Every afternoon, Marisol sorts rice on the kitchen table. It's a meticulous procedure. Each grain is inspected from all angles before it's placed in the "accepted" or "rejected" pile. Tonight, as on many nights over the past year, she will be serving dinner to a tourist staying in her Old Havana apartment. The menu is lobster, rice and beans, and tomato salad.
Like most of the buildings in her neighborhood, the crumbling, unpainted exterior of her apartment resembles the surface of the moon. Inside, though, are spotless tile floors, beautifully crafted wooden furniture, and ceilings that touch the sky.
Marisol, who runs a $25-a-night bed-and-breakfast out of her home in Cuba's majestic, and decaying, capital city, is the face of a rapidly-changing country. She's one of 120,000 or so citizens who are legally self-employed.
To save its ailing economy, the island has been forced to embrace some private enterprise and tourism. Between 1990 and 2000, the number of visitors to Cuba increased fivefold, according to the government. Last year, nearly 2 million tourists visited the island.
John Kirk, a professor of Latin American Studies at Dalhousie University in Halifax, Nova Scotia, says a turning point came a decade ago. "Where you see the big changes is in the summer of 1990, when the [US] dollar became legal tender," he says. Mr. Kirk says tourism will continue to increase. "The genie's out of the bottle."
Then, in 1993, the Cuban National Assembly passed a law expanding the number of occupations authorized for self-employment to 117 from five. That number has since been raised to 150.
Today, Havana is full of micro-enterprises, from bicycle taxis to in-home restaurants to street vendors. Their tax burden is high up to $250 per month plus a registration fee for renting rooms to tourists, for example. But in return, they get access to dollars and a whole world of products that dollars can buy. They also receive goods from tourists that would be otherwise unattainable. Marisol now has chamomile tea in her cupboard from an Italian tourist, and a fax machine and cellphone that a US visitor gave her.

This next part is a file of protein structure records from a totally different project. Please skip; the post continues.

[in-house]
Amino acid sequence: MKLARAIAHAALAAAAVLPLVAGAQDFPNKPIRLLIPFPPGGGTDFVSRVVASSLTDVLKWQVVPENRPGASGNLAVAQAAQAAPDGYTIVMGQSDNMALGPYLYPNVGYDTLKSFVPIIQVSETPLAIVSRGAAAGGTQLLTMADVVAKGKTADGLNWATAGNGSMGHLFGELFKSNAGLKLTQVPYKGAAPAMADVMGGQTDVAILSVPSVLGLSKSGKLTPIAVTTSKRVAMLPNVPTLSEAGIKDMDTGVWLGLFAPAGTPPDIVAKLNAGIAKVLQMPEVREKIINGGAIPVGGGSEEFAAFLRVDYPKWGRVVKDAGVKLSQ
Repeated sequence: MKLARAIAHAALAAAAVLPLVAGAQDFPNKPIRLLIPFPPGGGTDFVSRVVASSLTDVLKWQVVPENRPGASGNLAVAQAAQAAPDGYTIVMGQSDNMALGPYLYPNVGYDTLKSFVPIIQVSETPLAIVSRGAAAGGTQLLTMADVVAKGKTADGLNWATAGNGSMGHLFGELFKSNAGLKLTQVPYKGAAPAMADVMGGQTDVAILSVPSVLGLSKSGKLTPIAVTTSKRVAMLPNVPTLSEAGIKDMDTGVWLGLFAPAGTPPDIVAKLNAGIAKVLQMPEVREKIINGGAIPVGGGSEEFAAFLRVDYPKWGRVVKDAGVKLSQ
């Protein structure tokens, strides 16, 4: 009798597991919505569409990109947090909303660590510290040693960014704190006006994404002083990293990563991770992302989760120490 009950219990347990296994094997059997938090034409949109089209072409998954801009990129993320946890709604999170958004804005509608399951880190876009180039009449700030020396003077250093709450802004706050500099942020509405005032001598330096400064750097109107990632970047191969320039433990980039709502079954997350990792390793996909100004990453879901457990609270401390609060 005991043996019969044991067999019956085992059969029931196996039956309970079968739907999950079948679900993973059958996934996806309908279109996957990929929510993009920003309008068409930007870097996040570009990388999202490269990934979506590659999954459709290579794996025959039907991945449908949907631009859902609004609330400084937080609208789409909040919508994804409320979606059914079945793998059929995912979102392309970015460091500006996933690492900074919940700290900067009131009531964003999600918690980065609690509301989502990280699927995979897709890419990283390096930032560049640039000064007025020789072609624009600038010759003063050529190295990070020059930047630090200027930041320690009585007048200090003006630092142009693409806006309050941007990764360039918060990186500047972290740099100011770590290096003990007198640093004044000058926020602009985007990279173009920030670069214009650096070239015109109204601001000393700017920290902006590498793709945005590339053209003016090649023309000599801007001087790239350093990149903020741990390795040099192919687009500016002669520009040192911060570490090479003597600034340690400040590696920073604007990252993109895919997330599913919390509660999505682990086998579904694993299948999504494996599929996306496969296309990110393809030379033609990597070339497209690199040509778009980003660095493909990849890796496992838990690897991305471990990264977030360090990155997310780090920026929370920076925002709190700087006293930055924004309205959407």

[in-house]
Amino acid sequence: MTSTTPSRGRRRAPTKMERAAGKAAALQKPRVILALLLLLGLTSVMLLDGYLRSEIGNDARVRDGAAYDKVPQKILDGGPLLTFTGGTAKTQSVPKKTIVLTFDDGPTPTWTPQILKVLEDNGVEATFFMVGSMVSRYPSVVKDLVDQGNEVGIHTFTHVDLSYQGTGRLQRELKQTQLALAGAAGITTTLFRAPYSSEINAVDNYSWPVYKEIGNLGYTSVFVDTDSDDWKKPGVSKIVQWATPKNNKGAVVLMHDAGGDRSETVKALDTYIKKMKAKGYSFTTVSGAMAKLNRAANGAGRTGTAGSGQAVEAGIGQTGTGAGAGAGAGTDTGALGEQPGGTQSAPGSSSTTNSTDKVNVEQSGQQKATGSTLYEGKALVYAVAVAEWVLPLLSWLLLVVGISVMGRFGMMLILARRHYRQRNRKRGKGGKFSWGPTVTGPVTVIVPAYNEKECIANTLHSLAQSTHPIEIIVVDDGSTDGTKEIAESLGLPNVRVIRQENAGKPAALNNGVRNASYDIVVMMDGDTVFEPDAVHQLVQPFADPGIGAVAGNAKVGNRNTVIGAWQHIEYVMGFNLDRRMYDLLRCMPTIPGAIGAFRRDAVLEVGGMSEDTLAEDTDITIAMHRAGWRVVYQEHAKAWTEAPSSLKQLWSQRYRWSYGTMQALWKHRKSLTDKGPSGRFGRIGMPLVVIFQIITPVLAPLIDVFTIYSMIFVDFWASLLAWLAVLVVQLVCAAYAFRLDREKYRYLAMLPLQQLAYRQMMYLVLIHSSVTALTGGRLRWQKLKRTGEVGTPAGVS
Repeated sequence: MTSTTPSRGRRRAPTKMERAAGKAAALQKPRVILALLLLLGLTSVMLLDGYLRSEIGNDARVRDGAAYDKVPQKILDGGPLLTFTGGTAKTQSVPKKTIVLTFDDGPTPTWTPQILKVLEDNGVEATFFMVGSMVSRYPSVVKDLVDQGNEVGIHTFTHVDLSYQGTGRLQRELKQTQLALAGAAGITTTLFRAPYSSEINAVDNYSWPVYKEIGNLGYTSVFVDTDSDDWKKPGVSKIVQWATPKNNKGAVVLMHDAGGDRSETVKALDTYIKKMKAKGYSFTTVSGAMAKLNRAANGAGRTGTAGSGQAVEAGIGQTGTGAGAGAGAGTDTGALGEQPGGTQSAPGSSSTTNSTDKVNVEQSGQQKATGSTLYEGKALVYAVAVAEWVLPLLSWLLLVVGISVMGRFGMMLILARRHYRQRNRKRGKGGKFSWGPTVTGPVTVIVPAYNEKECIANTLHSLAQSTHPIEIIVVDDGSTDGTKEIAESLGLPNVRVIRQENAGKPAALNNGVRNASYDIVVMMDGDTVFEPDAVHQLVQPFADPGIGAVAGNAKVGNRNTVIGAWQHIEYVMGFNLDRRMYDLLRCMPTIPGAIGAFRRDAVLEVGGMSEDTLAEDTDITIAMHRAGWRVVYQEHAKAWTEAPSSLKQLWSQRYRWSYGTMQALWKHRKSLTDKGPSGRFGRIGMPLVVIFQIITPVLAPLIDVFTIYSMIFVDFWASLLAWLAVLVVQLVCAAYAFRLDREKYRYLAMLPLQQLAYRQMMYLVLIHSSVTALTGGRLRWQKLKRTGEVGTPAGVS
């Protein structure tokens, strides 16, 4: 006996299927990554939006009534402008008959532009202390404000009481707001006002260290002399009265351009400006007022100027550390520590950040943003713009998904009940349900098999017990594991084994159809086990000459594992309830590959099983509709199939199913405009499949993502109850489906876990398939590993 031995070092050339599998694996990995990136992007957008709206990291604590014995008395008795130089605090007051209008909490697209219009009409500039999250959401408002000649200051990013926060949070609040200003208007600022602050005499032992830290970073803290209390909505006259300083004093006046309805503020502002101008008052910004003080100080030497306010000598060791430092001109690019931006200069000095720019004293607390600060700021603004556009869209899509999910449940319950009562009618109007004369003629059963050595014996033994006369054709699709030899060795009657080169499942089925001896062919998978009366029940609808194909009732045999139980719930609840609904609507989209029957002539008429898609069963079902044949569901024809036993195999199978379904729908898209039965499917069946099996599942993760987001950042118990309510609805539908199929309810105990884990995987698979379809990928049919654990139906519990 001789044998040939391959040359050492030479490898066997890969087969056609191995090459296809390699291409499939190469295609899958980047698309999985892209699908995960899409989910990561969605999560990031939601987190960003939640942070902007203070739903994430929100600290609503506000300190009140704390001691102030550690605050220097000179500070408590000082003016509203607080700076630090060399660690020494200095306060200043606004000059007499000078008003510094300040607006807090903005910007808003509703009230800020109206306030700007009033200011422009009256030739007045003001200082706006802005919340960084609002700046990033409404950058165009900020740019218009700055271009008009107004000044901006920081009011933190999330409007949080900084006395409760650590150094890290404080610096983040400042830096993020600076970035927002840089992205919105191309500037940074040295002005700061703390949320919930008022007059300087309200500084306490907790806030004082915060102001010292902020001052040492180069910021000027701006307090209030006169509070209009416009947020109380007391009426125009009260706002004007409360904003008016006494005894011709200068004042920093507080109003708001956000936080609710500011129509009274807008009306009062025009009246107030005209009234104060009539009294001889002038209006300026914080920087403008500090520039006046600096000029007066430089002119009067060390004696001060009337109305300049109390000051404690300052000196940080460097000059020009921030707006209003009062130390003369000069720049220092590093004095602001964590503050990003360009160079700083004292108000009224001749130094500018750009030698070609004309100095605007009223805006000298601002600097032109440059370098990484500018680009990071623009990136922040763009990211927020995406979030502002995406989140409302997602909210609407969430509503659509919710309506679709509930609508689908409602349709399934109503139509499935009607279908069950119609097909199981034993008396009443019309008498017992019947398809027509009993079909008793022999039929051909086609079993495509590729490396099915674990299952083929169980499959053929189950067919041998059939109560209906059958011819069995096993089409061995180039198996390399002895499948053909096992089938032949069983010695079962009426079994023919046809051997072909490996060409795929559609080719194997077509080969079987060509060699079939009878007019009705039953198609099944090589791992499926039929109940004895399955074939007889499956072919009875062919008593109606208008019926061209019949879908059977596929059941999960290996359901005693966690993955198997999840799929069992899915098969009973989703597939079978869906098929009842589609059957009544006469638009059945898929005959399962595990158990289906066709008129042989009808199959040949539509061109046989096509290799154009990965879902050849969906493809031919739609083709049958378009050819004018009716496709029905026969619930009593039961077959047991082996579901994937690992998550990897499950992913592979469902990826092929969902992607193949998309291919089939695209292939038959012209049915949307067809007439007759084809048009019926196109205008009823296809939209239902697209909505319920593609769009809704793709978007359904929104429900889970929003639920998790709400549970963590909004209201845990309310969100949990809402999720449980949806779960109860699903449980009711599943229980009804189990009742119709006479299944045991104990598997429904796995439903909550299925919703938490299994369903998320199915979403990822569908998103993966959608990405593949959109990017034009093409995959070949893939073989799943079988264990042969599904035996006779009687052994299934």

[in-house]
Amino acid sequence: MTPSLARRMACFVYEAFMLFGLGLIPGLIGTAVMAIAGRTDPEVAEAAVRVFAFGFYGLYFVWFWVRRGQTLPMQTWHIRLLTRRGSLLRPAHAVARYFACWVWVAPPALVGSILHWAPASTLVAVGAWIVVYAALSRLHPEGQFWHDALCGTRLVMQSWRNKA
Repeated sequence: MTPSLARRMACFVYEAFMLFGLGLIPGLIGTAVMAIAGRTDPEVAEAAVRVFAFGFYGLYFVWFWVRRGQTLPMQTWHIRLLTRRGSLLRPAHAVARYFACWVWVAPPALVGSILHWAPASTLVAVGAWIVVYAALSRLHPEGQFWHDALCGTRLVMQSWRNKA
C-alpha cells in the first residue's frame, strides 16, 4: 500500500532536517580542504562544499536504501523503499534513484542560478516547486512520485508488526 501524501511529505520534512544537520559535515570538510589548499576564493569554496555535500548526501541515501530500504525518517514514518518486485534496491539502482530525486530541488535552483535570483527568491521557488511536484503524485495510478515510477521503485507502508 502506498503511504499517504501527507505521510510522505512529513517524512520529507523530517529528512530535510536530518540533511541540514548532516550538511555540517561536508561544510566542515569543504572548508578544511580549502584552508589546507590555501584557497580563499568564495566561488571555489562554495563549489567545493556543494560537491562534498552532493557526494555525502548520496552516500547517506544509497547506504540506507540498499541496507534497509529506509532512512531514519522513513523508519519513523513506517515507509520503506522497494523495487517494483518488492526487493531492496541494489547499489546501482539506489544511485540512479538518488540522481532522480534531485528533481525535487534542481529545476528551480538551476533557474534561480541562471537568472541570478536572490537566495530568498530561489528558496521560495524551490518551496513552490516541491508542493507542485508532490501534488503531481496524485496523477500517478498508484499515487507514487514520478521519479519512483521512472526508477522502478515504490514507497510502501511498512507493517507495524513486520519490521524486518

"Before eight or nine years ago, life was very, very difficult," Marisol says. "It's easier now, but there are still many things that we're lacking." One thing many Cubans would like is Internet access, something the government won't allow. Many Cubans, however, go online illegally. The black market here still thrives.
By 2010 the country of 11 million people aims to have at least 5 million visitors. That influx has caused a two-tier society: those with access to dollars workers in the tourism industry, primarily and those without, most of whom work for the state. This has led to doctors running restaurants out of their living rooms and professors operating B&Bs.
The changes are physical, too. New roads are being built at least to the tourism hubs. Old Havana is a sea of scaffolding, loud drilling, and dust.
Still, some things aren't any easier. On a drive from Havana toward Pinar del Rio, three hours away on the main highway, hundreds of people wait in the hot sun for rides. Over-crowded buses do come along, but they're few and far between. The dearth of public transportation, gasoline, and private vehicles leaves them little choice but to hitch a ride. Two ninth-grade students say, without a hint of aggravation, that they usually wait four hours for a ride. "We have to be patient, we have no other choice," says one with a smile.
In other areas, though, there are signs of progress. Literature criticizing the Cuban revolution that would have been banned a decade ago is slowly making its way onto bookstore shelves.
As for Cuba's future, Kirk says that will depend on US policy. "I expect to see a slight liberalization in economic terms, but I don't think Cubans want to become a Miami of the south," he says.
Last week, 34 US congressmen called for a loosening of the four-decade trade embargo against Cuba and to permit US citizens to visit the island. At the announcement, Arizona Republican Congressman Jeff Flake said: "Every [US] citizen ought to have the right to see firsthand what a mess [Castro] has made of that island.''
Or they could see that things just might be changing.